Brianna Madia: Growing Closer Far From Home

The sun has crept its way up over the canyon walls, casting long spider-like shadows of juniper trees and sagebrush across the red sand. In a few minutes, it will reach our van and the dogs will start to stir and the fogged-up windows from a long night’s sleep will begin to glow in yellows and ambers. But for now, it is still. Still in the way only a desert can be still. Eventually we rise, untangling from blankets and emerging from the sliding door to begin the inevitable search for our bag of coffee grounds while wondering aloud if the eggs have frozen overnight. Our dogs weave through prickly pears and great rust-colored boulders, disappearing out of sight to roam. We pass pans and eggshells and lighters back and forth without so much as a murmur. We know this routine. It’s one of the few we have.

You see, it’s been five years since my husband and I fell as deeply in love with the desert as we had with each other. In our younger years, we had both sought nature as a way to understand something outside of ourselves. When we first met, we bonded instantly over our love of the sea and the seemingly endless horizon seen from the bow of a sailboat. We exchanged favorite hiking trails and bouldering spots and swimming holes, making room for each other in our most cherished of places. But the desert was the first thing that was ours. We were just two kids from New England who moved out West on a whim and stumbled half-backwards into the most sacred place we would ever know.

To us, the desert was wild as wild was intended. Everything that survives there does so with great tenacity. There is no excess. Every living thing takes only what it needs to stay alive. And so, it was with this principle that my husband and I set out to minimize the excess in our own lives to go out and live among the prickly desert things.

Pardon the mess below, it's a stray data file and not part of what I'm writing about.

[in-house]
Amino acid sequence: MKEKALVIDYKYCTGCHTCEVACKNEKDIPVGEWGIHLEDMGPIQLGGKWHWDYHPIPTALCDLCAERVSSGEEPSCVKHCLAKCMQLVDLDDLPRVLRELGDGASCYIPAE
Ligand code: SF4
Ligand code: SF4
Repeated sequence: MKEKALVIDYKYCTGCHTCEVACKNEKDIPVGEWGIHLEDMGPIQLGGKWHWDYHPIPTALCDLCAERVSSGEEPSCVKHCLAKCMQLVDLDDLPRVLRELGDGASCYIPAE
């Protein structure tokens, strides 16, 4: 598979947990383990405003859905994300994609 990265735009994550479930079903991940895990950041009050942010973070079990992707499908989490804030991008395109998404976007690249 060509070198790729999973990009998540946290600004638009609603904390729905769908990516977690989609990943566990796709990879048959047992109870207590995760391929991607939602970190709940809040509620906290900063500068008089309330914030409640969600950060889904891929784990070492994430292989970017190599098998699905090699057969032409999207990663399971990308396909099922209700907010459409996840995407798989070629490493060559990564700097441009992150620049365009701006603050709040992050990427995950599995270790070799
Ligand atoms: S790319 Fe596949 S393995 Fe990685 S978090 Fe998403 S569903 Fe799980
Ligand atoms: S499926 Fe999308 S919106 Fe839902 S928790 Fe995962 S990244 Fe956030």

We found there is unrivaled room for love to grow in space and in silence. In the vastness of canyons and rivers and cliffs, my husband and I reached out for each other like vines. We saw each other exactly as we were in each moment. Without the bustling of city streets, the constant murmur of televisions and the clutter of a life spent chasing the next big purchase, there was nothing to drown each other out.

From belay ledges high up on Entrada sandstone towers and only a rope between us, we developed an intimate understanding of fear—both in ourselves and in one another. Atop bobbing blue rafts between sets of gentle rapids in the currents of the Colorado River, we found contentment and peace in the details of each other’s faces. From the depths of slot canyons carved by wind, water and time, we grasped at the virtue of patience.

Each mile, each dirt road, each canyon, each pitch, each sunrise pulled us deeper into the realization of how small we were out there in this big adventure. And with that realization came an urgent sense of freedom. We should hike the mesas, climb the cracks, float the rivers, bike the trails, wander the desert washes, sleep in the dirt beneath the stars and love each other fiercely because we are beautifully and insignificantly impermanent. All we have for certain is each other and the day stretched out before us as the sun rises, casting long spider-like shadows of juniper trees and sagebrush across the red sand.